Third leatherback turtle sighting reported in Maharashtra in 35 years
Fishermen in Palghar district inadvertently caught and released an endangered leatherback turtle (dermochelys coriacea) into the ocean on March 12 this year, about 70 to 80 nautical miles off the coast of Narpada village in Dahanu. The incident was brought to the attention of the forest department’s mangrove cell earlier this week. It marks the third record of the species in Maharashtra in 35 years and the second record with photographic evidence.
Previously, a leatherback turtle had been captured and released by fishermen at Raigad’s Bharadkol beach in July 2019. The first-ever record of the species in Maharashtra, however, dates back to 1985 when a four-and-a-half foot long specimen was found on Devbagh beach in Malvan, as per the records of the Central Marine Fisheries Research Institute (CMFRI).
The leatherback turtle is a Schedule-I species under India’s Wildlife (Protection) Act, 1972. This particular species of oceanic turtle is also listed as vulnerable in the International Union for Conservation of Nature’s (IUCN) Red List of Threatened Species.
Marine biologists from the Mangrove Foundation explained that little is known about the species’ occurrence along India’s west coast and that they are known to nest in the Andaman and Nicobar Islands. They are the largest of the seven oceanic turtle species and can grow six feet in length and weigh over 500 kg.
Within the wider Indian Ocean region, they are also known to nest in Sri Lanka, Indonesia, and South Africa. As per the IUCN, the status of the species in the northeast Indian Ocean is categorised as “data deficient”, while in southwest Indian Ocean they are categorised as “critically endangered”.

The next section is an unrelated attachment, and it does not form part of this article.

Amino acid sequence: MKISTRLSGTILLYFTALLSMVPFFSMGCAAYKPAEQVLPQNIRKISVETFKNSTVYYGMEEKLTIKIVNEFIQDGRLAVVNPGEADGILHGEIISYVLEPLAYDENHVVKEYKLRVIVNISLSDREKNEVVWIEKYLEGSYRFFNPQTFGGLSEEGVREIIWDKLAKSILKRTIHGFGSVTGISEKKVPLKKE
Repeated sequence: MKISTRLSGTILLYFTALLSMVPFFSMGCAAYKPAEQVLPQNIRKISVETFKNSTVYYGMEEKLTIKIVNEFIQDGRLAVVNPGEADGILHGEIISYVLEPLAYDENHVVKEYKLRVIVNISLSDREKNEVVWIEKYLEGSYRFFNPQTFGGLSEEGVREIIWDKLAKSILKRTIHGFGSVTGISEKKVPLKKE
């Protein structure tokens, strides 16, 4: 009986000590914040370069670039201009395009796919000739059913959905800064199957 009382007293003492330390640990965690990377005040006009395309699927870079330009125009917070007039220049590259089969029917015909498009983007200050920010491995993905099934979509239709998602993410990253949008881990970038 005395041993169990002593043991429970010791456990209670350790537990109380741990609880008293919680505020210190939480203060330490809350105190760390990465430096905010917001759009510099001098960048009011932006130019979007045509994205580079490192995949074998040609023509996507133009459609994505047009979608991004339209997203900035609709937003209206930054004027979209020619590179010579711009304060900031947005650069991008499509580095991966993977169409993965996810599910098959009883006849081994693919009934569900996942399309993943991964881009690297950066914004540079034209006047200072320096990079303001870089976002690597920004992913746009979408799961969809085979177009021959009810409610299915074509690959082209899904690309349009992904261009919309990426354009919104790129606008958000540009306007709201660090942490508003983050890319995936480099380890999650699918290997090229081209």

“There is very little data about the species from India’s west coast, so it is definitely exciting to see them. While these sightings are uncommon, the two in the recent past have come from fishers. We should engage more with fishing communities to try and understand how often they see it. Perhaps that could be a first step to understand their distribution.” said Shaunak Modi from the Coastal Conservation Foundation.
Modi’s view was echoed by Dhanashree Bagade, a marine biologist with Mangrove Foundation, who said, “There are several questions that an incident like this prompts. Is the turtle feeding in the area? Are they nesting? Is the area part of a migratory route that we don’t know about? Unfortunately we do not have answers just yet. Further study is required.”
Prakash Tandel, the fisherman who released the turtle into the water on March 12 and filmed the process, will be entitled to a compensation of ₹25,000 under a scheme launched by the state government in December 2018 which reimburses fisherfolks for damage sustained to fishing equipment when an endangered marine animal has to be released. A total of 178 endangered marine organisms have been released after incidental capture under the scheme so far.
Around 10 years ago, researchers also documented leatherback turtle nests in Raigad and Sindhudurg districts, but were unable to establish that they were nesting in the area. A similar incidental capture of a leatherback turtle was also reported from Kerala in 2008, albeit without photographic evidence.